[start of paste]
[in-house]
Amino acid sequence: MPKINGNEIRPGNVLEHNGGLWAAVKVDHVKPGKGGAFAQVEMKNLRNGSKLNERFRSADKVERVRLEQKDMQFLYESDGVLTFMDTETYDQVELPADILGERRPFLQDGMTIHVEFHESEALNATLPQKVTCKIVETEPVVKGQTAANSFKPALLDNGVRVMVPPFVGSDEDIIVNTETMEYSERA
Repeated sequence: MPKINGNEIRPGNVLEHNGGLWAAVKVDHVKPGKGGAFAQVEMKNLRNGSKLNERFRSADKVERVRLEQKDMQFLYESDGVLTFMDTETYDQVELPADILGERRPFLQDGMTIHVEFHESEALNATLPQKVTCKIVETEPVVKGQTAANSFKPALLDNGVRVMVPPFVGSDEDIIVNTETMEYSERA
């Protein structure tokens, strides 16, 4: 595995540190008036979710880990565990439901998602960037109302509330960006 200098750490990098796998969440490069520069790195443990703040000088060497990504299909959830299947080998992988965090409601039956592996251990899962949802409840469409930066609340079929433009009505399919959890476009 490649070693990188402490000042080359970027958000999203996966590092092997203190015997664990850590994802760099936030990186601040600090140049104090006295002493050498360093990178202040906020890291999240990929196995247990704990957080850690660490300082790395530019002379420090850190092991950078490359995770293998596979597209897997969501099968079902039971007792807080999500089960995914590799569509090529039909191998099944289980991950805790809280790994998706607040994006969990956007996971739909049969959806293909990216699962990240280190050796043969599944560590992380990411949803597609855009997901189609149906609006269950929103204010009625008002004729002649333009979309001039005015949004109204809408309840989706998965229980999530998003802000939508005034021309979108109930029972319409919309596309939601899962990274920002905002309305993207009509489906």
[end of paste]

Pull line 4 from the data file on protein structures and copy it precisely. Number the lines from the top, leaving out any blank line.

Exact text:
């Protein structure tokens, strides 16, 4: 595995540190008036979710880990565990439901998602960037109302509330960006 200098750490990098796998969440490069520069790195443990703040000088060497990504299909959830299947080998992988965090409601039956592996251990899962949802409840469409930066609340079929433009009505399919959890476009 490649070693990188402490000042080359970027958000999203996966590092092997203190015997664990850590994802760099936030990186601040600090140049104090006295002493050498360093990178202040906020890291999240990929196995247990704990957080850690660490300082790395530019002379420090850190092991950078490359995770293998596979597209897997969501099968079902039971007792807080999500089960995914590799569509090529039909191998099944289980991950805790809280790994998706607040994006969990956007996971739909049969959806293909990216699962990240280190050796043969599944560590992380990411949803597609855009997901189609149906609006269950929103204010009625008002004729002649333009979309001039005015949004109204809408309840989706998965229980999530998003802000939508005034021309979108109930029972319409919309596309939601899962990274920002905002309305993207009509489906």